Episode 39, Understanding the Aftermath of Trash Talk
In This Episode:
Let’s begin this episode with a clear understanding of what I mean when I mention “trash talk”.
My definition of “trash talk” is when someone intentionally attempts to degrade someone by speaking poorly of them a manner that involves defamation, malintent, and purposeful degradation of another. This is also known as poor mouthing, vilifying (this is a stronger version of trash talking) and bad mouthing.
Things can slip out of our mouths in a blink of an eye. When it is truly trash talking is when it’s done by more than one comment. I’ve heard it used in the world of sports and politics and I think it also applies in the world of parenting.
In my experience, trash talking is most present in situations of divorce, but it can also be present in family members’ relationships, friendships gone poorly, other relationships with members of an organization or company, with teachers or administration at school – it can be present in so many places. It’s unhealthy and can cause lots of devastation. The bottom line is that it isn’t healthy for the person doing the trash talking, as well as their target, those watching (especially if it’s our children that are learning how to treat others in this world), and for our communities and ultimately our world as a whole. It’s just not respectful. There are healthier ways to convey dissatisfaction with another’s person’s action.
When a person uses trash talking as their default, it says a lot about them and their character. The quote “HURT PEOPLE, HURT PEOPLE” can apply here as well. Because people that aim to hurt people, really aren’t’ in a healthy space themselves. It’s a sign that they are in need of social skills, communication skills, or perhaps just healing from their own wounds if this type of behavior was done to them and they feel entitled to do it to others.
Where I’ve seen the most damage with this is in families of divorce and separation. It can leave children with wounds that are difficult to heal. Feelings of betrayal and confusion for the kids are not uncommon and can be very painful. I read a book, Divorce Poison, by William Morrow, a while back that really talked about these types of situation. Often children identify as ½ of one parent and ½ of another. When one of their parents is trash talked by the other, or by a family member, it hurts. It can feel like a personal attack. It can feel like “if my mom/dad is _____, then I must be”. This is painful for anyone, especially children because it can strike them in such an intimate part of their life. Just think, “What message am I sending my child when I speak like this?”. They don’t benefit from thinking or knowing how defective their other parent is, or whoever the trash-talk is targeted at.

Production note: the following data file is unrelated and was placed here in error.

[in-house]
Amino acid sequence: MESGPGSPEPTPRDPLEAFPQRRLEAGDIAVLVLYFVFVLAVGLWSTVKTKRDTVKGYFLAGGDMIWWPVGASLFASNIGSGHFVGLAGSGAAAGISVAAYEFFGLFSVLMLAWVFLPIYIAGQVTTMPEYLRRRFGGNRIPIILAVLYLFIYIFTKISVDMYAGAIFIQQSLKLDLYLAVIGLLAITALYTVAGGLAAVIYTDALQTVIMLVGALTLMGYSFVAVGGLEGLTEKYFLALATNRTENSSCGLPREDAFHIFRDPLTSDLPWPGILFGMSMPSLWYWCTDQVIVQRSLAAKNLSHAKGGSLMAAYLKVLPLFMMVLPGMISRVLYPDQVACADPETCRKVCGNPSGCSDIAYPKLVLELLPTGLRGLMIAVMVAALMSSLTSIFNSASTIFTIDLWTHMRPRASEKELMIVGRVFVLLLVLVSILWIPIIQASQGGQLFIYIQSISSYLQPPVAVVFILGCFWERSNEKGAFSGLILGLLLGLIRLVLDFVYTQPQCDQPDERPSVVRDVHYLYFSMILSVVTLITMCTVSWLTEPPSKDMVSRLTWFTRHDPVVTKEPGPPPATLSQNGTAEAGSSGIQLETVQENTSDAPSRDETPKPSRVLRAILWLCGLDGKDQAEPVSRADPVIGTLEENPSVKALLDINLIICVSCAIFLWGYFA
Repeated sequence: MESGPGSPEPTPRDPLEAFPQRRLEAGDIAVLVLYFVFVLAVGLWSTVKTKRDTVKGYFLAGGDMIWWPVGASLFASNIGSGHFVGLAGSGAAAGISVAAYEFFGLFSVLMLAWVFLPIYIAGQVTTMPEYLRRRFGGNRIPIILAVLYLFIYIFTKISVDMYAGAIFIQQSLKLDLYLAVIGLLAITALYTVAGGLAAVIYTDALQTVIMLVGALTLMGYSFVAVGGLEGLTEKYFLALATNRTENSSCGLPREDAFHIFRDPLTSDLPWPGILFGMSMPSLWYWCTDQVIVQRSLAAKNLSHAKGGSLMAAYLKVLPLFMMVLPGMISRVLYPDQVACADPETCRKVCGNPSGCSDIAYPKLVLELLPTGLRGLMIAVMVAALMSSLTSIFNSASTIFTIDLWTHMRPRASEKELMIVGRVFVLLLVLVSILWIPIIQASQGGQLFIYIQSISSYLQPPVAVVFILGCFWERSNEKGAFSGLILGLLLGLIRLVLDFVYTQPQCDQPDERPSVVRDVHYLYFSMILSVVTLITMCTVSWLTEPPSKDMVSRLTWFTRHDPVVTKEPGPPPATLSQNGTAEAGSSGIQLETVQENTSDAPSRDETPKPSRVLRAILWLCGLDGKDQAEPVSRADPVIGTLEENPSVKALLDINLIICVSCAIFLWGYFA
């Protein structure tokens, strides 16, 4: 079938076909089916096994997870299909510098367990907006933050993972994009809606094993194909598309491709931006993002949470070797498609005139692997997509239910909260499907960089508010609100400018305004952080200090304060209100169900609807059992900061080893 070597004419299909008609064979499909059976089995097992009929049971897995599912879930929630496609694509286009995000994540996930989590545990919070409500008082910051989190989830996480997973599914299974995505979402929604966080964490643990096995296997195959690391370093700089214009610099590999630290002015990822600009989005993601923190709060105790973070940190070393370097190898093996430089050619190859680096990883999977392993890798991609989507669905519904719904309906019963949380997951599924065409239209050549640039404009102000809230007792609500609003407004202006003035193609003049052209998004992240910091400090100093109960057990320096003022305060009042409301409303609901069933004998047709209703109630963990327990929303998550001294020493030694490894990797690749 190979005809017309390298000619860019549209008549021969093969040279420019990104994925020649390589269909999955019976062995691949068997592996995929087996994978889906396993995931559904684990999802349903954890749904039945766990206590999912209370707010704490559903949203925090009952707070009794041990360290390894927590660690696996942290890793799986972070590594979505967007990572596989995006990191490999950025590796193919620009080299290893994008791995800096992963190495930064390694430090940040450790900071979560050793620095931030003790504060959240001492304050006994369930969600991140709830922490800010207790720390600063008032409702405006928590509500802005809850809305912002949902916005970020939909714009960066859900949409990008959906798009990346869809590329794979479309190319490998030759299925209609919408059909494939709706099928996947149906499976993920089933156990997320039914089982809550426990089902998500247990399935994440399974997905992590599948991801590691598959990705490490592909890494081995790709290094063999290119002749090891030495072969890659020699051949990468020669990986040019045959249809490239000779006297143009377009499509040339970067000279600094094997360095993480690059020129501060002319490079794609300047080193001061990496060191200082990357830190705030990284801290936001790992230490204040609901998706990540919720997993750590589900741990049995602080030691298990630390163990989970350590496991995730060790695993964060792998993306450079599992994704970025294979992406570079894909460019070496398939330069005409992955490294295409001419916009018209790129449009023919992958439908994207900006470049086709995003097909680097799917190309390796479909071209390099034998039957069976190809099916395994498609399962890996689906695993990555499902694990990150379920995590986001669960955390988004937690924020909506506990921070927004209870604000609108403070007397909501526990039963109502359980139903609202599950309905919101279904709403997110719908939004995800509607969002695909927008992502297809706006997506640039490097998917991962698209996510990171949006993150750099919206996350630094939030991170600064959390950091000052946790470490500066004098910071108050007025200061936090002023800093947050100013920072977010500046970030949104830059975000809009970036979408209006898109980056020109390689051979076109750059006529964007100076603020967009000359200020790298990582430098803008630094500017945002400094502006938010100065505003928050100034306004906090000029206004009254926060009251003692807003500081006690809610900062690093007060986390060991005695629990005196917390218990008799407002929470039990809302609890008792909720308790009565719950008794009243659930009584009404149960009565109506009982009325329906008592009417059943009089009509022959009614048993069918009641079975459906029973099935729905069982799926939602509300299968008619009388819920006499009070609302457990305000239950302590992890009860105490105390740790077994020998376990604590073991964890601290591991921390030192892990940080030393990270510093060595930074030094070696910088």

If you have been the victim of trash – talk, you may know the feelings of betrayal, anger, and helplessness that this can bring. So, how do you respond when someone’s trash talking you? Do you just let it happen? Do you “fight” back? Do you let it bother you? Well, unfortunately there’s no cookie cutter response. It depends… don’t you love that answer? There is always benefit to choosing kindness and respect, with wisdom, even when people are not reciprocating it to you. Taking the opportunity to return the trash talking behavior just puts you at their level. And, if your kids are watching it really normalizes this type of behavior and teaches them that trash talking is acceptable. So always run it through the respect, wisdom, and kindness filter. It is helpful though to discuss with your child, and in some cases document what’s happening, if it gets to out of hand. Know when to seek professional assistance though, whether it is a therapist to help you heal from it and what led to that point and / or an attorney if it involves parent alienation. Putting positive energy into the situation can be so very helpful. Seeking support from a therapist can help you heal from this and help you with some coping and calming skills.
It’s important to mention that this podcast is not therapy, nor is it a substitute for therapy. It is also not legal advice. It is merely information meant for self –care and educational purposes only.
I view trash-talking as a betrayal. It can feel like a betrayal. Actually, it is a betrayal. Betrayals leave us with our guard up, to guard against letting it happen again. Some people refer to this as “jaded” or “burned”. I offer a type of therapy at my private practice called Gottman Method Couples Therapy that helps people heal relationships, even relationships that have endured betrayals. I help people heal from betrayals that involve infidelity, finances, trash talking and more. It’s not easy, but it can be done. “An Ounce of Prevention is Worth a Pound of Cure” definitely applies here. The healing process involves regaining TRUST.
Carl Jung spoke to this I believe when he said “Everything that irritates us about others can lead us to an understanding of ourselves.”